It’s Your Classroom- Don’t Forget It

regaining teacher autonomy

As a teacher, it can be hard to maintain your autonomy.

The district, principals, other teachers, and parents—all may want to have a say in how you do things in your classroom.  This tug-of-war between politicians, teachers, and parents can leave teachers frazzled and exhausted. This is my advice for teachers to take back some of their autonomy and love their jobs.

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Beating Teacher Burnout III- Dealing with Disrespectful Students and Parents

disrespectful students advice for teachers

Teachers face disrespect; facing disrespect is tiring; disrespect causes some teachers to burnout and leave teaching. These are stories of real teachers and the disrespect they faced. Their names have been changed to protect their identities:

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Beat Burnout II- Ways for Teachers to Make More Money

How teachers can earn more money

When I began teaching years ago, I entered the profession with dear friends, people I knew to be the most resilient, kind, and ambitious. Within six years, half of these friends had left the teaching profession burnt-out, tired, and bitter.

Research across countries shows us that teacher attrition is generally higher than in many other professions, with attrition among teachers cited as affecting 30-40% of our profession.

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Beating Teacher Burnout—10 Tips for Work-Life Balance

teacher work life balance burnout

If you’re a frequent reader of the news, you will likely agree with me that the conversation about teaching in the last few years has been telling.

With headlines such as “Teacher Stress is Killing My Profession” (CBC), “Overwhelmed Canadian Teachers are Quitting in Droves” (The Epoch Times), and “Frustration. Burnout. Attrition. It’s Time to Address the National Teacher Shortage” (NPR) circulating the press, we know these are troubled times in teaching.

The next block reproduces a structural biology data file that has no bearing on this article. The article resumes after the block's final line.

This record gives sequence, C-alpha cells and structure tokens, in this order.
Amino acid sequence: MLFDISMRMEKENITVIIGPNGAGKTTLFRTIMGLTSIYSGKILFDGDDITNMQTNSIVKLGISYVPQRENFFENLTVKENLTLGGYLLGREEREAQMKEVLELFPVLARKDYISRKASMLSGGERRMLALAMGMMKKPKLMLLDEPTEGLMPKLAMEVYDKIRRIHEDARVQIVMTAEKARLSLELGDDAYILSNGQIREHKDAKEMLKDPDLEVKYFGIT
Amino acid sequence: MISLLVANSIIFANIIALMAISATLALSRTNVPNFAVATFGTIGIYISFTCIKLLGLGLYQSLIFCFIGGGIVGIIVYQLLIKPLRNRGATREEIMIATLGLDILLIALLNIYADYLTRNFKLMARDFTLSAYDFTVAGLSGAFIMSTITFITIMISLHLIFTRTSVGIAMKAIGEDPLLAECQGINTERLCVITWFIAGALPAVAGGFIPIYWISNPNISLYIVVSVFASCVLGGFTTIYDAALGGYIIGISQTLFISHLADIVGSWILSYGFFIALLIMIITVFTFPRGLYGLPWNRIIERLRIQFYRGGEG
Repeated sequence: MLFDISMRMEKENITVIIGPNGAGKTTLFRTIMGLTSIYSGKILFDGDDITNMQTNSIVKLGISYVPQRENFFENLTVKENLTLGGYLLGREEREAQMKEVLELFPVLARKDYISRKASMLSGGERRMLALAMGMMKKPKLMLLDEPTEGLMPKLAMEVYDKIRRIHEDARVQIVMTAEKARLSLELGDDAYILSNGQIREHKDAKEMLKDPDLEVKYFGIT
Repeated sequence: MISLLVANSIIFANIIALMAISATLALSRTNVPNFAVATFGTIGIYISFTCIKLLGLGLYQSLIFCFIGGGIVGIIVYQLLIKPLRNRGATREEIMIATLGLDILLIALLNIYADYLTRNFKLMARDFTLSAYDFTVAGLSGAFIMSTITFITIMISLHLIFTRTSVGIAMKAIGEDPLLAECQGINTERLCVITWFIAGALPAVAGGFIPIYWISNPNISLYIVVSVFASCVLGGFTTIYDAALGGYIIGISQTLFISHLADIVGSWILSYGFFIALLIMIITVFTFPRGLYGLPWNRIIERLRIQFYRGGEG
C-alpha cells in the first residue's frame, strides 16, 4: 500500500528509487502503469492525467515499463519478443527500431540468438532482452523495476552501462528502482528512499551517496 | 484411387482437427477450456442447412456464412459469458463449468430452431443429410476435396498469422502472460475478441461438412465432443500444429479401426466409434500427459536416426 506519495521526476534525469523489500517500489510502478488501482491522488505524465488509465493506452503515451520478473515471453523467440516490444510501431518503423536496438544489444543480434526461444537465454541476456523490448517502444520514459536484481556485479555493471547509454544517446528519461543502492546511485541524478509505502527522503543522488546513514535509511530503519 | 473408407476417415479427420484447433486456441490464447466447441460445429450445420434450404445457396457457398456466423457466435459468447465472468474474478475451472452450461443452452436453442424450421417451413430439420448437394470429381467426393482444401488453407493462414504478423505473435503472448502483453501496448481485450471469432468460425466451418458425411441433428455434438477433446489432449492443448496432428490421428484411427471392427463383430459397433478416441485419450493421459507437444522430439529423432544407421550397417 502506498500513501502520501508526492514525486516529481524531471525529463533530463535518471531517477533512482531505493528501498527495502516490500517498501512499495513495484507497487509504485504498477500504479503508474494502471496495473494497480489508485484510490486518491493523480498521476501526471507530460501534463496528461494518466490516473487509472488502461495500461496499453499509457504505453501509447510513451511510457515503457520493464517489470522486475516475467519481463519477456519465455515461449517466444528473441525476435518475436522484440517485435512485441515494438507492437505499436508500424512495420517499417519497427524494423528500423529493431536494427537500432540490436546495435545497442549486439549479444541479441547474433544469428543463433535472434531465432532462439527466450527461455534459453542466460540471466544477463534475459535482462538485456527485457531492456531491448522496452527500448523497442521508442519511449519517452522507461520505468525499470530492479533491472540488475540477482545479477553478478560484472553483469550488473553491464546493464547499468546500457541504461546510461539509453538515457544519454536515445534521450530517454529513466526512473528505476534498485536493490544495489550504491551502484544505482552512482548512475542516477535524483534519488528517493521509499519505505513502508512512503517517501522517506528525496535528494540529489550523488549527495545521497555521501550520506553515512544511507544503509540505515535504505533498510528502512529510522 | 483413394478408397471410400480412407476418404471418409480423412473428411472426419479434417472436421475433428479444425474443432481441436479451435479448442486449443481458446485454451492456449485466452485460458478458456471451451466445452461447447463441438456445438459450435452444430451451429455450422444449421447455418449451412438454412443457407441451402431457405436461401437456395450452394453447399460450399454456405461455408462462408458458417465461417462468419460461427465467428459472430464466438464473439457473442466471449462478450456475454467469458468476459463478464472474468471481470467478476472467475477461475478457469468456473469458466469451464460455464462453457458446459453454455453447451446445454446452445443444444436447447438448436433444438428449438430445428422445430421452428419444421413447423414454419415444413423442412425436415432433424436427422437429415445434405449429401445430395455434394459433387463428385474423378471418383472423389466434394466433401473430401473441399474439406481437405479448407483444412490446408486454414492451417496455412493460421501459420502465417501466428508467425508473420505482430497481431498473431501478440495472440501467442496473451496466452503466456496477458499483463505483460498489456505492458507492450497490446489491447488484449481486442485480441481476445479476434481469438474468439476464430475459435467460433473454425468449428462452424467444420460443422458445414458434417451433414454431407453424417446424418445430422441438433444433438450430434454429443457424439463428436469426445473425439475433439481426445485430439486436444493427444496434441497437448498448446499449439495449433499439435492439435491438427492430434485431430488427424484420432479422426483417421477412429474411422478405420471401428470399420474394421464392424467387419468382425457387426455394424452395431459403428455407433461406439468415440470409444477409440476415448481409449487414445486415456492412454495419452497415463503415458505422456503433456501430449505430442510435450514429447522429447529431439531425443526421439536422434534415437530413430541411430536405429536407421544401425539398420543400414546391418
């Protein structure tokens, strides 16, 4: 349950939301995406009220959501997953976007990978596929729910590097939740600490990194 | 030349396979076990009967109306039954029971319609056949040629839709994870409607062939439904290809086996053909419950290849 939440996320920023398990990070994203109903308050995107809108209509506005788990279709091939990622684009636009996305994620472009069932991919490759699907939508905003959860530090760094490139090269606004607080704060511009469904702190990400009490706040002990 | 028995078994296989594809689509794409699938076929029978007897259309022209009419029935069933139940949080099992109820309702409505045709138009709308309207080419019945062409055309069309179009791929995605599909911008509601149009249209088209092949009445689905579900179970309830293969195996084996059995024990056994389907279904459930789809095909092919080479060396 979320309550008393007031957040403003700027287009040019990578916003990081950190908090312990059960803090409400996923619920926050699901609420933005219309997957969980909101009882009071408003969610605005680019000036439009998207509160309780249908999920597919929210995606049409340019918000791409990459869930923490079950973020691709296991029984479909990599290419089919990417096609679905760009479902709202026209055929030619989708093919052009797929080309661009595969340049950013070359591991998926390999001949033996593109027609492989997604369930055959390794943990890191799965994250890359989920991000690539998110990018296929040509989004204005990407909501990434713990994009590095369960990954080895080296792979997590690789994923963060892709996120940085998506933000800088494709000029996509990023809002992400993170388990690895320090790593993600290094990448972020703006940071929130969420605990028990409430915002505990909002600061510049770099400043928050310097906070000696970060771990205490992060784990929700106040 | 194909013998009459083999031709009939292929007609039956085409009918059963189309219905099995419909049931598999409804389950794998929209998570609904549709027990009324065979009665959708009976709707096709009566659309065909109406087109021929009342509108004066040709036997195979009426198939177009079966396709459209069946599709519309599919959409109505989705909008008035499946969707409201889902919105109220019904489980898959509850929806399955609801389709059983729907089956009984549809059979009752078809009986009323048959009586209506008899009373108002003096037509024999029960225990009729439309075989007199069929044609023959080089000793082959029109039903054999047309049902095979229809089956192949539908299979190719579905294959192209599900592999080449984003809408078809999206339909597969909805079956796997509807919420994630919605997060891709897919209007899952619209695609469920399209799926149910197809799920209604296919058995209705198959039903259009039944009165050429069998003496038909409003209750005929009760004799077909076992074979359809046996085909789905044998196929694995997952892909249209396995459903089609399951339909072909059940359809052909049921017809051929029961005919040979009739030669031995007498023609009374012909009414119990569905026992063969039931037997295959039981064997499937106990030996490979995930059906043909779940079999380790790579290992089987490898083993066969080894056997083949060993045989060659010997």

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Your Sanity- 4 Procedures to Protect It

classroom procedures for teachers

 

Nobody wants to become THAT teacher. The teacher that has given up on teaching, treating his or her classroom as a holding cell from 8 AM to 3PM, and a place for hungry and haggard inmates—teachers and students—to escape from at the first ring of the end-of-day bell.

Nobody wants to become THAT teacher. The teacher that photocopies his PowerPoints and throws these packages at students with the instructions: “Silent reading, then summarize.”

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The Happy Teacher Habits by Michael Linsin (Summary & Review)

Happy teacher habits
You too can be a happy teacher.

Do you feel tired and exhausted during the school year and not sure what to do about it?

Do you wish your lessons were better, but you just don’t have the time for late-nights planning at home?

Do you wish you had time each work night to enjoy family dinner and the hobbies that, prior to teaching, were once part of your life?

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Stop Stressing About Teaching–It’s Never Worth It

 At my father’s funeral on a rainy day twelve years ago, the church was nearly empty and only two people cried.

My mom and I cried, and everyone else present stood dry-eyed, unperturbed, that a man who had lived 42 years on this Earth would be buried under mud.